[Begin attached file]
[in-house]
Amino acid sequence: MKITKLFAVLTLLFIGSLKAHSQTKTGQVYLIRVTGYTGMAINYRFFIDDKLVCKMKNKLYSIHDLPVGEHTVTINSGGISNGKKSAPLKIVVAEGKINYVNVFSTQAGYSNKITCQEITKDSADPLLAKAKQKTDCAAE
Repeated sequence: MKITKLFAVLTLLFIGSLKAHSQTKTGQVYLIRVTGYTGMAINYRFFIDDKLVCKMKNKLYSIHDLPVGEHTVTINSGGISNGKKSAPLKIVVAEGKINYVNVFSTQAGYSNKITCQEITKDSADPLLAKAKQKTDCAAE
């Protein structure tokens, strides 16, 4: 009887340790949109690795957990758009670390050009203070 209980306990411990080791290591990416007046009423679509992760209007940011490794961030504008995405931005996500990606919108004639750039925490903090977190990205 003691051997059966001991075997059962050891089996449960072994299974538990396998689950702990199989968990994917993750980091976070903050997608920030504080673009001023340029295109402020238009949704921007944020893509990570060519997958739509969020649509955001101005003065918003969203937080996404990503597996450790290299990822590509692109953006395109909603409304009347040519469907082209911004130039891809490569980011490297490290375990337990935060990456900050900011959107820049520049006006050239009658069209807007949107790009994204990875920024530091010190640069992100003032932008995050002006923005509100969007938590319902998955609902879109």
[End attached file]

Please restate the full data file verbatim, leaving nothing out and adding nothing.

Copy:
[in-house]
Amino acid sequence: MKITKLFAVLTLLFIGSLKAHSQTKTGQVYLIRVTGYTGMAINYRFFIDDKLVCKMKNKLYSIHDLPVGEHTVTINSGGISNGKKSAPLKIVVAEGKINYVNVFSTQAGYSNKITCQEITKDSADPLLAKAKQKTDCAAE
Repeated sequence: MKITKLFAVLTLLFIGSLKAHSQTKTGQVYLIRVTGYTGMAINYRFFIDDKLVCKMKNKLYSIHDLPVGEHTVTINSGGISNGKKSAPLKIVVAEGKINYVNVFSTQAGYSNKITCQEITKDSADPLLAKAKQKTDCAAE
């Protein structure tokens, strides 16, 4: 009887340790949109690795957990758009670390050009203070 209980306990411990080791290591990416007046009423679509992760209007940011490794961030504008995405931005996500990606919108004639750039925490903090977190990205 003691051997059966001991075997059962050891089996449960072994299974538990396998689950702990199989968990994917993750980091976070903050997608920030504080673009001023340029295109402020238009949704921007944020893509990570060519997958739509969020649509955001101005003065918003969203937080996404990503597996450790290299990822590509692109953006395109909603409304009347040519469907082209911004130039891809490569980011490297490290375990337990935060990456900050900011959107820049520049006006050239009658069209807007949107790009994204990875920024530091010190640069992100003032932008995050002006923005509100969007938590319902998955609902879109």